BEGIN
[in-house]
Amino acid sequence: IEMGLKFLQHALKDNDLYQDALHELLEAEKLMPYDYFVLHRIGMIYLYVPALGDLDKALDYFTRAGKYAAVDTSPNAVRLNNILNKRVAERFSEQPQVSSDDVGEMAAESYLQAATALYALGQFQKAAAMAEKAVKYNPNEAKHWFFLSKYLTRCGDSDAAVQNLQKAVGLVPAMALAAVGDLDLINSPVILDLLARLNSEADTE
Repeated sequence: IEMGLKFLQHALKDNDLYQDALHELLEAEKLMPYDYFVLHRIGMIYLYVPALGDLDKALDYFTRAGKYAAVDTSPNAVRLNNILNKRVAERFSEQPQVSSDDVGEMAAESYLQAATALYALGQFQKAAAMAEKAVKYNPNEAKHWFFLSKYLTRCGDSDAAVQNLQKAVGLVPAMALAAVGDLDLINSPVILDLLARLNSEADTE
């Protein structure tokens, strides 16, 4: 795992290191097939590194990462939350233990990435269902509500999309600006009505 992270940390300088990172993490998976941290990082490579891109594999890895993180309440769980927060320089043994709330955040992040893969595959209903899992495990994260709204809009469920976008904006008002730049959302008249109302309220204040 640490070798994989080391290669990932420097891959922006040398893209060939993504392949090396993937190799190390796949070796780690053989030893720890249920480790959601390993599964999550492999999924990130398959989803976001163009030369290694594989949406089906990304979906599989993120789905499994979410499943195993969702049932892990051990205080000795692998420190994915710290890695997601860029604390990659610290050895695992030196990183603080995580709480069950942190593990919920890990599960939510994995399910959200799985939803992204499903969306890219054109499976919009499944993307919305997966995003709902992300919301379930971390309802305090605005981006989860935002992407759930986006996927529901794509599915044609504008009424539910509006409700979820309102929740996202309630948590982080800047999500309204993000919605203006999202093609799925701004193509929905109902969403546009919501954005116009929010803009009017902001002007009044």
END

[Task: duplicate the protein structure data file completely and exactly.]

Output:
[in-house]
Amino acid sequence: IEMGLKFLQHALKDNDLYQDALHELLEAEKLMPYDYFVLHRIGMIYLYVPALGDLDKALDYFTRAGKYAAVDTSPNAVRLNNILNKRVAERFSEQPQVSSDDVGEMAAESYLQAATALYALGQFQKAAAMAEKAVKYNPNEAKHWFFLSKYLTRCGDSDAAVQNLQKAVGLVPAMALAAVGDLDLINSPVILDLLARLNSEADTE
Repeated sequence: IEMGLKFLQHALKDNDLYQDALHELLEAEKLMPYDYFVLHRIGMIYLYVPALGDLDKALDYFTRAGKYAAVDTSPNAVRLNNILNKRVAERFSEQPQVSSDDVGEMAAESYLQAATALYALGQFQKAAAMAEKAVKYNPNEAKHWFFLSKYLTRCGDSDAAVQNLQKAVGLVPAMALAAVGDLDLINSPVILDLLARLNSEADTE
């Protein structure tokens, strides 16, 4: 795992290191097939590194990462939350233990990435269902509500999309600006009505 992270940390300088990172993490998976941290990082490579891109594999890895993180309440769980927060320089043994709330955040992040893969595959209903899992495990994260709204809009469920976008904006008002730049959302008249109302309220204040 640490070798994989080391290669990932420097891959922006040398893209060939993504392949090396993937190799190390796949070796780690053989030893720890249920480790959601390993599964999550492999999924990130398959989803976001163009030369290694594989949406089906990304979906599989993120789905499994979410499943195993969702049932892990051990205080000795692998420190994915710290890695997601860029604390990659610290050895695992030196990183603080995580709480069950942190593990919920890990599960939510994995399910959200799985939803992204499903969306890219054109499976919009499944993307919305997966995003709902992300919301379930971390309802305090605005981006989860935002992407759930986006996927529901794509599915044609504008009424539910509006409700979820309102929740996202309630948590982080800047999500309204993000919605203006999202093609799925701004193509929905109902969403546009919501954005116009929010803009009017902001002007009044």